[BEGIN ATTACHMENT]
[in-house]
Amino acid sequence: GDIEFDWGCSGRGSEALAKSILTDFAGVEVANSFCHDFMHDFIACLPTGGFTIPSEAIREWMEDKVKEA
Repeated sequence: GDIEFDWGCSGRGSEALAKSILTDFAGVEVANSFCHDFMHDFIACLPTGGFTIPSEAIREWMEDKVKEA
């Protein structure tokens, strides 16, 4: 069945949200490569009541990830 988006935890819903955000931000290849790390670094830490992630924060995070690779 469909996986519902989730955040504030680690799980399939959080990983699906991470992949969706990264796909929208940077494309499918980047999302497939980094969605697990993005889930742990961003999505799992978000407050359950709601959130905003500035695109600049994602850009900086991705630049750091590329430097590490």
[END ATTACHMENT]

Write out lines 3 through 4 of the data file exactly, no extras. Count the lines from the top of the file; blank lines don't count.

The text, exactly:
Repeated sequence: GDIEFDWGCSGRGSEALAKSILTDFAGVEVANSFCHDFMHDFIACLPTGGFTIPSEAIREWMEDKVKEA
């Protein structure tokens, strides 16, 4: 069945949200490569009541990830 988006935890819903955000931000290849790390670094830490992630924060995070690779 469909996986519902989730955040504030680690799980399939959080990983699906991470992949969706990264796909929208940077494309499918980047999302497939980094969605697990993005889930742990961003999505799992978000407050359950709601959130905003500035695109600049994602850009900086991705630049750091590329430097590490």